Suppose I look at the profile of someone I haven’t even spoken to yet. (Am I going to ever speak to him/her?) I’m going to see what they ate last night, who they make out with, how addicted they are to caffeine, whether or not they watched the match last night, what TV shows they watch, whether they listened to that new Maroon 5 album that’s out, do they like the color blue, do they like puppies or don’t they, what did they have for lunch, breakfast, dinner.. I think you get the point. Its a crapload of totally useless information. Enough. Just enough. I can’t think of anything else to say. Because to see so many details about a person that I’m not even going to turn back to look at (and not even going to remember they exist when college is over) is freaky!  Cause if the person comes up in a conversation somewhere ten years down the line, all I’m gonna remember is their drunk photo I saw today. And if you don’t think so, something’s wrong with your head. Go get yourself checked. I mean it, don’t go on reading! Get your head checked by a psychologist or something!

Okay, so assuming our “special” friends have left, lets continue. Putting aside that ten years thing too, it’s pretty disgusting to know what the other person had last night unless you were there having it with them. I don’t wanna know what you eat! It’s probably gotten digested for eight hours and taken a fixed exit from your system already. (I don’t always think that way, but its a valid point.) I don’t wanna know anything extra. Makes me feel sick. Maybe I’m the only one who feels this way, maybe I’m not. But either way, it’s my opinion. And you readers out there throwing all those nasty, offensive comments at your screen can keep doing exactly that.

Coming to the other end of the stick, isn’t it repulsive to know that some random  person somewhere, whose face you don’t even remember seeing around, and don’t have any measurable will to want to see in the future, is sitting right there. With his laptop out in front of him. Maybe he’s got a snack. A couple samosas. And some chai to go with it – who knows! And that person is looking at YOUR Facebook profile right now. At your pictures. Your statuses. Your relationship status. Maybe that embarrassing photo of when you got drunk that night (you should have that taken down.) Plus, everything he hasn’t seen is still waiting in the server rooms in the United States somewhere, to be sent in a combination of 0’s and 1’s to this person’s laptop as soon as he clicks the right link with a tiny movement from his finger. And that is how Facebook works. But remember, YOU are the one who put up all that information about you up there. Voluntarily. Feels like shit right?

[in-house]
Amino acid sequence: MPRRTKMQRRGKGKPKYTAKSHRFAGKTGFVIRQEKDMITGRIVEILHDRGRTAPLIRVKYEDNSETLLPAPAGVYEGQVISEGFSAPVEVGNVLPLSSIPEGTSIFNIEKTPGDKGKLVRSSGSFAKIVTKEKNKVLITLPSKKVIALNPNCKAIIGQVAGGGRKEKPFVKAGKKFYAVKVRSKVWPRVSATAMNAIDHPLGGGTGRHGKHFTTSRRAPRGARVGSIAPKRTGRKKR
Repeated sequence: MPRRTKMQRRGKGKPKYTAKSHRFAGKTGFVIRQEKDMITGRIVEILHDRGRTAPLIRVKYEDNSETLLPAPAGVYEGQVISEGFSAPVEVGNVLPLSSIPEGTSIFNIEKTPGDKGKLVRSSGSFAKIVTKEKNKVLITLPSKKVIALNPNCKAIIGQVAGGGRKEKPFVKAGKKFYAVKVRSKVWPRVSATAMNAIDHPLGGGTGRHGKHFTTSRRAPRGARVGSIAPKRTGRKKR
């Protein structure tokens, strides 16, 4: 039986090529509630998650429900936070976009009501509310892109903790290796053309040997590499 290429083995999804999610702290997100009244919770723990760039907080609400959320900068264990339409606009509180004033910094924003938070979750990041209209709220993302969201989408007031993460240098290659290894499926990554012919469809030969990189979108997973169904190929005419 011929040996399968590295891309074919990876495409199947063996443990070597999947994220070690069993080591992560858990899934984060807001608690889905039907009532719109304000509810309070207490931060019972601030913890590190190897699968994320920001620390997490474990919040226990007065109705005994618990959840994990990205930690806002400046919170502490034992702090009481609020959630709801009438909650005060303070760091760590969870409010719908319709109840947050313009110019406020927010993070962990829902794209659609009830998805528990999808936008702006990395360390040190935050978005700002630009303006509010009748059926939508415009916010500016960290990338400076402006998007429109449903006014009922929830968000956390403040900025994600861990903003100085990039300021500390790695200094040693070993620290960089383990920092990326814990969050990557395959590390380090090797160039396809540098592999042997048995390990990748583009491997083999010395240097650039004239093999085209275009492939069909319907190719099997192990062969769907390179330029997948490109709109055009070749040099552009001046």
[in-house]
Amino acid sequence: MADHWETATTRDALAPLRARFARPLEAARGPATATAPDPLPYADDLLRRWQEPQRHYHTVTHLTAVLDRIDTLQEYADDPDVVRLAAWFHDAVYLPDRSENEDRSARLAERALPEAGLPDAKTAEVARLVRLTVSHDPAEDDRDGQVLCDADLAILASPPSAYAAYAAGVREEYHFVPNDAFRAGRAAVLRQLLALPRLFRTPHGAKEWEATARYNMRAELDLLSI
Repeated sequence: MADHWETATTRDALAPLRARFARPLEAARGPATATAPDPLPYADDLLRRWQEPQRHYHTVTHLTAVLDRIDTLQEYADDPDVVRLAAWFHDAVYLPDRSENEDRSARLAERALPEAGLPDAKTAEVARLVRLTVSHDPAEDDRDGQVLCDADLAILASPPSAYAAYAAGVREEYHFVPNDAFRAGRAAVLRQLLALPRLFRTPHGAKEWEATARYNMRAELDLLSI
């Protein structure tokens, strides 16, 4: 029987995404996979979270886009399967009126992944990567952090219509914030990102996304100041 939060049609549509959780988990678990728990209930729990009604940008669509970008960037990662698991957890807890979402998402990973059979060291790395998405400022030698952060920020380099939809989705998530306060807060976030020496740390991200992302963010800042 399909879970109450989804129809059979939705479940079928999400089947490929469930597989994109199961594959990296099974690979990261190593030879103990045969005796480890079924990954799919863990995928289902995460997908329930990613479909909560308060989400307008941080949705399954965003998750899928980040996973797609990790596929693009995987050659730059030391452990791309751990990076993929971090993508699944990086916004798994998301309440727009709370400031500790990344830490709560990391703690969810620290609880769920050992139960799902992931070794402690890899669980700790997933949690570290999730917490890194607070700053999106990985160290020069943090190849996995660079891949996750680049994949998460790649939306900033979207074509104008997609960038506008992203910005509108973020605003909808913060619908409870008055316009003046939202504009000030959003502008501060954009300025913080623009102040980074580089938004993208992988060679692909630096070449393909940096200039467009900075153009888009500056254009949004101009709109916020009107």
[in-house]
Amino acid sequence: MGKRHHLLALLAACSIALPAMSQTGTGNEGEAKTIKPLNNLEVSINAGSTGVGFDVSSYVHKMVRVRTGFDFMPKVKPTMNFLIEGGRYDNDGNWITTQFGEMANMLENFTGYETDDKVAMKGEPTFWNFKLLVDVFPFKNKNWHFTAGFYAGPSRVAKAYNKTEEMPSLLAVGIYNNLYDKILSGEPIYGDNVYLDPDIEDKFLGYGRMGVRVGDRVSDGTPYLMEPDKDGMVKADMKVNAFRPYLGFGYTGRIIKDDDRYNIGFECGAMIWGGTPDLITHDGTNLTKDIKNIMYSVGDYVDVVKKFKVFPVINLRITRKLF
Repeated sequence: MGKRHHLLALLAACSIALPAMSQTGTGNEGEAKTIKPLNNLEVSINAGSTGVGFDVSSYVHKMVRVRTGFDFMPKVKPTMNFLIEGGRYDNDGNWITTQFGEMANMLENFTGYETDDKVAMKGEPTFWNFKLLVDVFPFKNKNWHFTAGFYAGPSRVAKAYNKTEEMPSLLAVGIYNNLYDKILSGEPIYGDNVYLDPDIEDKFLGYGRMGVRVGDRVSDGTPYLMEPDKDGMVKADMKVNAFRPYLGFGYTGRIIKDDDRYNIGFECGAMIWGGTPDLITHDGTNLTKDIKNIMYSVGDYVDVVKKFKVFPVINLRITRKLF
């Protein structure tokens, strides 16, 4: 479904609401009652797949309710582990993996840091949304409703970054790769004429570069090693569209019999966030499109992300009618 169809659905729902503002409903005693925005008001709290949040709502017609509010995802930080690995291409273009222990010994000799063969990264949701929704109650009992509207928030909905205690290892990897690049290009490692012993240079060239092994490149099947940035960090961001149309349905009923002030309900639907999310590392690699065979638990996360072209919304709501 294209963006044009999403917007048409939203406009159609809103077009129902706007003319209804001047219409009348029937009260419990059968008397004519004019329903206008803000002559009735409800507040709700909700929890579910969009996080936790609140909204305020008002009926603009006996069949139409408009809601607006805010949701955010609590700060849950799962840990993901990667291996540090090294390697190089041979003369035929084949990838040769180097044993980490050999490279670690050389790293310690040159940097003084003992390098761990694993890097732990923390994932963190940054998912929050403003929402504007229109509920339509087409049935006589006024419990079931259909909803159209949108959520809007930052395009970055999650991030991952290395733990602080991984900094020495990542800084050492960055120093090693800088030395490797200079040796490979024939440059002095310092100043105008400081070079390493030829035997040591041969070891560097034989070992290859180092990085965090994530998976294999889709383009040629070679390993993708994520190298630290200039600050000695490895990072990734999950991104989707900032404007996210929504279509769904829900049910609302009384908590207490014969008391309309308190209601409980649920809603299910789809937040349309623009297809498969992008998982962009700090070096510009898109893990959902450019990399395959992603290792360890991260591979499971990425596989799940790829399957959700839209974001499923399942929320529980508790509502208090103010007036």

Thanks to people like you (which is most people) Facebook is still in business. You log on at maybe seven, just to check if you got any messages. But look! there’s that picture of the person you hate, having the time of their life at somebody else’s wedding! You didn’t even know there was a wedding, dijya. But you open up the album and see those wedding pictures anyway, trying to spot that enemy of yours and cursing at him every time he appears in a snap.

Facebook wants you to want to know what your friends people on you friends list are up to. Are they going to the gym? Have they gone to that party? blah blah.. Now, I know that when someone catches your attention, you tend to think about these kind of questions. Now if I assume that you are not romantically interested in that person, do you really need to know the answers to these questions? I know you want to. But do you need to? Do you? Suppose your want overpowers your need (as it does in most cases, You’re only human.) You decide to spend a little from your wallet on Facebook. (I assume you’re paying for your internet) When you go back home and request that page, rigged with all sorts of information about that person, you get a tsunami of little itty-bitty fragments that have NOTHING at all to do with what you were looking for. And when you get that information, well buddy your brain isn’t going to leave it alone. Ergo, you stereotype. You make a mental image of the person. And as you know, the first impression is the last impression! And don’t whine while reading this “No! I wouldn’t do that! I don’t even know the person in the firs–” just shut it. You do it. And you know you do it. You can lie to me, but you can’t damn lie to yourself. I know you think you’re a huge judge of character sitting there in front of the screen, eyes watering from the glare of it. But let’s talk about that some other time. Don’t want to deviate from the topic, do we?

So the thing is, your mind gets a lot more than it needs. Sometimes it gets more than it can handle at all. And instead of letting it deal with all that stress, save your brain the trouble of processing aaaaaall that. Isn’t it better to not use Facebook instead? Of course, depends on whether you want to be a nosy prick or an e-stalker or whatever, looking at somebody else’s life from the comfort of your sick stalker-y room. But wait, all that information was voluntarily put there so I’m not blaming you completely. That would make another good article maybe.

You must be thinking “Hey! I’m not a prick or stalker!” just how many times have you opened up somebody’s profile and looked at only the exact things you wanted to see and closed that tab when you were done? I thought so. Like it or not, that kinda does make you a stalker. Not full blown stalker, but you’re getting there. Definitely. And I’ll tell you what. Its impossible not to. Because Facebook has become such an in-your-face site, that you simply can not leave a page without seeing all that.

So if you’re thinking to yourself right now that you’ve become such a manner-lacking bag of meat, do what’s good for you. Quit Facebook. I predict it will be a major improvement on at least some of your personal problems like insecurity, inferiority complex.. I could go on forever. Have a great Facebook-free day!